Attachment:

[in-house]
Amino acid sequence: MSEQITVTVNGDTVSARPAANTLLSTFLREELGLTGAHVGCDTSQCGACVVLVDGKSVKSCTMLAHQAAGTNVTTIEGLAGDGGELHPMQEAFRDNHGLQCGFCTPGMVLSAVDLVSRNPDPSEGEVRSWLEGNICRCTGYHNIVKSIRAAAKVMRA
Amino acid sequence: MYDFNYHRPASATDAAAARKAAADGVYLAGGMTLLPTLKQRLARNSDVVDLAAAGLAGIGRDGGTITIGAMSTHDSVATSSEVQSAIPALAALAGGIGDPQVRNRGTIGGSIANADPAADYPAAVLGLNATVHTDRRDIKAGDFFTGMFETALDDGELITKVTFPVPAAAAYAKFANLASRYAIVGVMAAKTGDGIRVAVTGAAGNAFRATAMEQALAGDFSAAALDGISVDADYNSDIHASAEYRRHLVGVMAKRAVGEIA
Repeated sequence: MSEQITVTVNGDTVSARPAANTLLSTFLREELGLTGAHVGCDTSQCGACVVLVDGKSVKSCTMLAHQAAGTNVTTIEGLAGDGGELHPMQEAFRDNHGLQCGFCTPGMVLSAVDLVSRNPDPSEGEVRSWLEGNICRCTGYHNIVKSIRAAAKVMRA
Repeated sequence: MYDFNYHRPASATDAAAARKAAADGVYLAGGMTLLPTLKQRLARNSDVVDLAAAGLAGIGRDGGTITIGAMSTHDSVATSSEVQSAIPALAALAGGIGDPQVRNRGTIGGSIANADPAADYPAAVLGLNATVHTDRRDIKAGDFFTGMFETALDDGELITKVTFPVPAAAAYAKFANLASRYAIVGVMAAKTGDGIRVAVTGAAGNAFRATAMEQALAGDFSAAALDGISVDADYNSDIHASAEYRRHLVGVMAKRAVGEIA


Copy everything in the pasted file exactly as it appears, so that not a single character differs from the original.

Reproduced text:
[in-house]
Amino acid sequence: MSEQITVTVNGDTVSARPAANTLLSTFLREELGLTGAHVGCDTSQCGACVVLVDGKSVKSCTMLAHQAAGTNVTTIEGLAGDGGELHPMQEAFRDNHGLQCGFCTPGMVLSAVDLVSRNPDPSEGEVRSWLEGNICRCTGYHNIVKSIRAAAKVMRA
Amino acid sequence: MYDFNYHRPASATDAAAARKAAADGVYLAGGMTLLPTLKQRLARNSDVVDLAAAGLAGIGRDGGTITIGAMSTHDSVATSSEVQSAIPALAALAGGIGDPQVRNRGTIGGSIANADPAADYPAAVLGLNATVHTDRRDIKAGDFFTGMFETALDDGELITKVTFPVPAAAAYAKFANLASRYAIVGVMAAKTGDGIRVAVTGAAGNAFRATAMEQALAGDFSAAALDGISVDADYNSDIHASAEYRRHLVGVMAKRAVGEIA
Repeated sequence: MSEQITVTVNGDTVSARPAANTLLSTFLREELGLTGAHVGCDTSQCGACVVLVDGKSVKSCTMLAHQAAGTNVTTIEGLAGDGGELHPMQEAFRDNHGLQCGFCTPGMVLSAVDLVSRNPDPSEGEVRSWLEGNICRCTGYHNIVKSIRAAAKVMRA
Repeated sequence: MYDFNYHRPASATDAAAARKAAADGVYLAGGMTLLPTLKQRLARNSDVVDLAAAGLAGIGRDGGTITIGAMSTHDSVATSSEVQSAIPALAALAGGIGDPQVRNRGTIGGSIANADPAADYPAAVLGLNATVHTDRRDIKAGDFFTGMFETALDDGELITKVTFPVPAAAAYAKFANLASRYAIVGVMAAKTGDGIRVAVTGAAGNAFRATAMEQALAGDFSAAALDGISVDADYNSDIHASAEYRRHLVGVMAKRAVGEIA